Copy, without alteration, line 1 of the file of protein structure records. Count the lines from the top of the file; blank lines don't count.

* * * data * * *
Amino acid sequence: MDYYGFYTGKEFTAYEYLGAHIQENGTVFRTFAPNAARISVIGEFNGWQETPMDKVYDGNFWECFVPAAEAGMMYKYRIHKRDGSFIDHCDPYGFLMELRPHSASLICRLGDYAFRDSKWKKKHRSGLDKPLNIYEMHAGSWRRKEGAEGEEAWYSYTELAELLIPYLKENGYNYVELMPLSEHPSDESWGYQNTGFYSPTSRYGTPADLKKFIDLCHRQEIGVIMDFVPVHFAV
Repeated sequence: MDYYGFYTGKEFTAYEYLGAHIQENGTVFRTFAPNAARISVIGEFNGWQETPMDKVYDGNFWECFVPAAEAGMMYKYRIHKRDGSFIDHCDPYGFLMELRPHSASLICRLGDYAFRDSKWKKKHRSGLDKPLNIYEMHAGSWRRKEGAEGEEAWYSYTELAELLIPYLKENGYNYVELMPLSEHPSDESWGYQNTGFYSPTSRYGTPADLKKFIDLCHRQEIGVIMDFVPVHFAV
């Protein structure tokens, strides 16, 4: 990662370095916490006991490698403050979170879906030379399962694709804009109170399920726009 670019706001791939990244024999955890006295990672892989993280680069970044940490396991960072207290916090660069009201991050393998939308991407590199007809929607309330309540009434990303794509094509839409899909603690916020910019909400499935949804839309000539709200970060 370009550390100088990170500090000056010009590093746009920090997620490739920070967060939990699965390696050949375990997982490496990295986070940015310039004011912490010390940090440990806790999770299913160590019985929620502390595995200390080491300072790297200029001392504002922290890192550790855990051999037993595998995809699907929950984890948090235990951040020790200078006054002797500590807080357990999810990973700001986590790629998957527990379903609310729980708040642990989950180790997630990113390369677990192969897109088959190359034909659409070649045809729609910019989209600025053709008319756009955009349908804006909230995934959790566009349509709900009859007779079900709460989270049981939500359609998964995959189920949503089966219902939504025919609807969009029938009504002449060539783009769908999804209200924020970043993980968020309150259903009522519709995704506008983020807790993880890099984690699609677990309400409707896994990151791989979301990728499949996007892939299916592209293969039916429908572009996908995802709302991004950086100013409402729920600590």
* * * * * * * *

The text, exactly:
Amino acid sequence: MDYYGFYTGKEFTAYEYLGAHIQENGTVFRTFAPNAARISVIGEFNGWQETPMDKVYDGNFWECFVPAAEAGMMYKYRIHKRDGSFIDHCDPYGFLMELRPHSASLICRLGDYAFRDSKWKKKHRSGLDKPLNIYEMHAGSWRRKEGAEGEEAWYSYTELAELLIPYLKENGYNYVELMPLSEHPSDESWGYQNTGFYSPTSRYGTPADLKKFIDLCHRQEIGVIMDFVPVHFAV